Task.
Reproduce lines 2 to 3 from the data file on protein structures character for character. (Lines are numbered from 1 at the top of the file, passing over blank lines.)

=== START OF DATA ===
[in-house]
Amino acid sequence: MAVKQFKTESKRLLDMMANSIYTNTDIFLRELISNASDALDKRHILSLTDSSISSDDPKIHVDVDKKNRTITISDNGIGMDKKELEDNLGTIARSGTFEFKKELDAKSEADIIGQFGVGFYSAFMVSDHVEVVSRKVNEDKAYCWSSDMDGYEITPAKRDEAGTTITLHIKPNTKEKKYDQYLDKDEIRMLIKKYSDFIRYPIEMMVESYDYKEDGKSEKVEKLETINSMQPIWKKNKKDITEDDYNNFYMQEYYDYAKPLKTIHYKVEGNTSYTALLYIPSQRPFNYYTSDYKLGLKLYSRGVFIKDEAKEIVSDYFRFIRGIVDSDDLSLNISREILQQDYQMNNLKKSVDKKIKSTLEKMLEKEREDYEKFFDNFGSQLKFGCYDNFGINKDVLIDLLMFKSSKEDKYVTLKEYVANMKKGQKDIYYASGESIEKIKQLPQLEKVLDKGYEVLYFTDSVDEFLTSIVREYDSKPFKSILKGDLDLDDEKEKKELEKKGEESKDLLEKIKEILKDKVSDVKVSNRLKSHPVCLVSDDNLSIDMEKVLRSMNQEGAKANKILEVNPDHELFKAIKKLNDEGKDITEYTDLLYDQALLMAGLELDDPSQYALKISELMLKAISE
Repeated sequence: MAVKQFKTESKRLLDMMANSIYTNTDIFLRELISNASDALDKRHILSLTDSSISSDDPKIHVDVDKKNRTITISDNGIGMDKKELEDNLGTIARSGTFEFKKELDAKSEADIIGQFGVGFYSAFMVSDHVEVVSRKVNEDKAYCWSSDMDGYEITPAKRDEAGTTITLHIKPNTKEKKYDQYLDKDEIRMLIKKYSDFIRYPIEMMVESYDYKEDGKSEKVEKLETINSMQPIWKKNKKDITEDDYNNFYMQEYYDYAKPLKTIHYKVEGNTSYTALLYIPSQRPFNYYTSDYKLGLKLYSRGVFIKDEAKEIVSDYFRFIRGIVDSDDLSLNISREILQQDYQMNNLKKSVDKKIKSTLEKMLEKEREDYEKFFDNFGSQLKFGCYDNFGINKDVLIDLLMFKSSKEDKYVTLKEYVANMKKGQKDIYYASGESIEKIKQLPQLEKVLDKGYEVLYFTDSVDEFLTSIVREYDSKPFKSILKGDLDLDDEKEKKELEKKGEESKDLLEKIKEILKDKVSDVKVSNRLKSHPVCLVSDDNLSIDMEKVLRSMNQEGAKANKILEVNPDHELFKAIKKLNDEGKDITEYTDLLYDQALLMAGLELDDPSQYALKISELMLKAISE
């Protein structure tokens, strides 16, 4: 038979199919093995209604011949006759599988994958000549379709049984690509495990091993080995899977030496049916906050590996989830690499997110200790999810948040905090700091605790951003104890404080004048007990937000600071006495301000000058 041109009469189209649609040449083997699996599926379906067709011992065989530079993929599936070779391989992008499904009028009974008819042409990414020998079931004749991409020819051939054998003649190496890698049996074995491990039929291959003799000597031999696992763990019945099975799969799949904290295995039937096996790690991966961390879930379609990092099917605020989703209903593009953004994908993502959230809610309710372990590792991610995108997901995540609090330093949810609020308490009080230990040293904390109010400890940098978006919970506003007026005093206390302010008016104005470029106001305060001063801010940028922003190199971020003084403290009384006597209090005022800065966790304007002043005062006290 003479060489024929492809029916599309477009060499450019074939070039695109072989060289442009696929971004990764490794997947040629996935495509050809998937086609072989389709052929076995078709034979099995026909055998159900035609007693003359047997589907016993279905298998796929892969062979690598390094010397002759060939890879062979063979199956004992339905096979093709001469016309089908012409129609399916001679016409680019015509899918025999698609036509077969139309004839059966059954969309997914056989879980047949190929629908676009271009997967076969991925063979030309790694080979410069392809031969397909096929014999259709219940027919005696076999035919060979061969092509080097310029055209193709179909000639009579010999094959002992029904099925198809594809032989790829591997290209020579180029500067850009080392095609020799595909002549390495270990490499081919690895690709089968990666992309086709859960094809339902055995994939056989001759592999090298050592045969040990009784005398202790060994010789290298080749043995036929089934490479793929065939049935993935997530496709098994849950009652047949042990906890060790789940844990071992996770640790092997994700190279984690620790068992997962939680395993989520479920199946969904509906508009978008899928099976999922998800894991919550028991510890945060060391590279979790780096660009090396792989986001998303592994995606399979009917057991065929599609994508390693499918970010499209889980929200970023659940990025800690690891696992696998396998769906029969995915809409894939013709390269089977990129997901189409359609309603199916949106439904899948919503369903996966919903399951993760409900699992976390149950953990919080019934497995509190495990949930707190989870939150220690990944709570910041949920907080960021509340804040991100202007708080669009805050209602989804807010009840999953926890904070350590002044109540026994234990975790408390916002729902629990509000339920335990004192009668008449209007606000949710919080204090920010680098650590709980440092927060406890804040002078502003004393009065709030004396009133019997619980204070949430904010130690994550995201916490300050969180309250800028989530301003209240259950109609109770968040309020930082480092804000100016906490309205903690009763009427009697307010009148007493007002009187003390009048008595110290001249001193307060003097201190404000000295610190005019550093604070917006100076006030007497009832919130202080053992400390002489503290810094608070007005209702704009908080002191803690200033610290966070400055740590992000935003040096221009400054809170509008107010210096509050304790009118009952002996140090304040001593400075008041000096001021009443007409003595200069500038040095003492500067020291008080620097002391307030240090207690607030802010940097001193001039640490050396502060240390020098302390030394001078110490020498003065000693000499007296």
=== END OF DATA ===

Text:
Amino acid sequence: MAVKQFKTESKRLLDMMANSIYTNTDIFLRELISNASDALDKRHILSLTDSSISSDDPKIHVDVDKKNRTITISDNGIGMDKKELEDNLGTIARSGTFEFKKELDAKSEADIIGQFGVGFYSAFMVSDHVEVVSRKVNEDKAYCWSSDMDGYEITPAKRDEAGTTITLHIKPNTKEKKYDQYLDKDEIRMLIKKYSDFIRYPIEMMVESYDYKEDGKSEKVEKLETINSMQPIWKKNKKDITEDDYNNFYMQEYYDYAKPLKTIHYKVEGNTSYTALLYIPSQRPFNYYTSDYKLGLKLYSRGVFIKDEAKEIVSDYFRFIRGIVDSDDLSLNISREILQQDYQMNNLKKSVDKKIKSTLEKMLEKEREDYEKFFDNFGSQLKFGCYDNFGINKDVLIDLLMFKSSKEDKYVTLKEYVANMKKGQKDIYYASGESIEKIKQLPQLEKVLDKGYEVLYFTDSVDEFLTSIVREYDSKPFKSILKGDLDLDDEKEKKELEKKGEESKDLLEKIKEILKDKVSDVKVSNRLKSHPVCLVSDDNLSIDMEKVLRSMNQEGAKANKILEVNPDHELFKAIKKLNDEGKDITEYTDLLYDQALLMAGLELDDPSQYALKISELMLKAISE
Repeated sequence: MAVKQFKTESKRLLDMMANSIYTNTDIFLRELISNASDALDKRHILSLTDSSISSDDPKIHVDVDKKNRTITISDNGIGMDKKELEDNLGTIARSGTFEFKKELDAKSEADIIGQFGVGFYSAFMVSDHVEVVSRKVNEDKAYCWSSDMDGYEITPAKRDEAGTTITLHIKPNTKEKKYDQYLDKDEIRMLIKKYSDFIRYPIEMMVESYDYKEDGKSEKVEKLETINSMQPIWKKNKKDITEDDYNNFYMQEYYDYAKPLKTIHYKVEGNTSYTALLYIPSQRPFNYYTSDYKLGLKLYSRGVFIKDEAKEIVSDYFRFIRGIVDSDDLSLNISREILQQDYQMNNLKKSVDKKIKSTLEKMLEKEREDYEKFFDNFGSQLKFGCYDNFGINKDVLIDLLMFKSSKEDKYVTLKEYVANMKKGQKDIYYASGESIEKIKQLPQLEKVLDKGYEVLYFTDSVDEFLTSIVREYDSKPFKSILKGDLDLDDEKEKKELEKKGEESKDLLEKIKEILKDKVSDVKVSNRLKSHPVCLVSDDNLSIDMEKVLRSMNQEGAKANKILEVNPDHELFKAIKKLNDEGKDITEYTDLLYDQALLMAGLELDDPSQYALKISELMLKAISE